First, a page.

One Flew Over the Cuckoo's Nest and the Societal Expectations in Rigidity in the 1950's

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Hiding in Plain Sight

After World War II, the U.S. entered the 1950s with a strong economy. Business boomed, and unemployment was at an all time low. Women returned to the home from the factories to raise a new baby boom generation. America it seemed had rolled into the golden years of happy homes and generations of prosperity to follow. In an age of apparent contentment and stability, Ken Kesey wrote “One Flew Over the Cuckoo’s Nest” with contempt fueled by societal expectations and rigidity in the 1950s.

In the novel, Kesey’s characters display their open disdain for society. Narrated by an unstable patient himself, Chief Bromden describes what a mental patient has to endure to be placed back into normal society:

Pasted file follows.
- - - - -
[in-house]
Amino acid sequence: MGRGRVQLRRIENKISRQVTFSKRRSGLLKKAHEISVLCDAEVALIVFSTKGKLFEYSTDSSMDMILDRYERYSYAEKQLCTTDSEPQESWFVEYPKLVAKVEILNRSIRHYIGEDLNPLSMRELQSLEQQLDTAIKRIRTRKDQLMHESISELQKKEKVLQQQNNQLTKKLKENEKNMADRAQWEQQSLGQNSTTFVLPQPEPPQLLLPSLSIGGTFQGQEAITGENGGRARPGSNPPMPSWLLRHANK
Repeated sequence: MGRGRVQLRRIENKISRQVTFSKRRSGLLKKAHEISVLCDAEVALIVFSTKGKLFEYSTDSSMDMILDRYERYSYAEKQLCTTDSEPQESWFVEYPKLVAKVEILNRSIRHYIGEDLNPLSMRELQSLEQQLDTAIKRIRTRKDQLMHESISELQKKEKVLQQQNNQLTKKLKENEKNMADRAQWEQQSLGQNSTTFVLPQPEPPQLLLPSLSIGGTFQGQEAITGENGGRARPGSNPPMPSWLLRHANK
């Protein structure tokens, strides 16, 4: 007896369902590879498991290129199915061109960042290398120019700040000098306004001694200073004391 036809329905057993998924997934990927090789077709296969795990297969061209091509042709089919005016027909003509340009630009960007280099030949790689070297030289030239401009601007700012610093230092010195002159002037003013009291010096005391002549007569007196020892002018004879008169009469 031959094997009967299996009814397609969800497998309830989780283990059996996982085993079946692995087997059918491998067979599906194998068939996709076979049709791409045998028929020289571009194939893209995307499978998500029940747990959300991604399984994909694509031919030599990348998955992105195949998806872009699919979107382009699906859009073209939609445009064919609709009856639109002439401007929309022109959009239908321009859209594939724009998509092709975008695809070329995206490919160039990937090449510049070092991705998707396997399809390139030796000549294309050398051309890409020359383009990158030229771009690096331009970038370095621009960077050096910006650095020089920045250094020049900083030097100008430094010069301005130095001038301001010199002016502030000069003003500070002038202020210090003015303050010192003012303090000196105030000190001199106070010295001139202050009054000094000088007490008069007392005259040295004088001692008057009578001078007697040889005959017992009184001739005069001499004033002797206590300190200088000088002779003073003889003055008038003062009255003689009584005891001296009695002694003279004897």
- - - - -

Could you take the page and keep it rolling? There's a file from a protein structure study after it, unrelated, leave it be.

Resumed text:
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I’ve heard that theory of the Therapeutic Community enough times to repeat it forwards and backwards – how a guy has to learn to get along in a group before he’ll be able to function in a normal society; how the group can help the guy by showing him where he’s out of place; how society is what decides who’s sane and who isn’t , so you got to measure up. All that stuff (Kesey 48).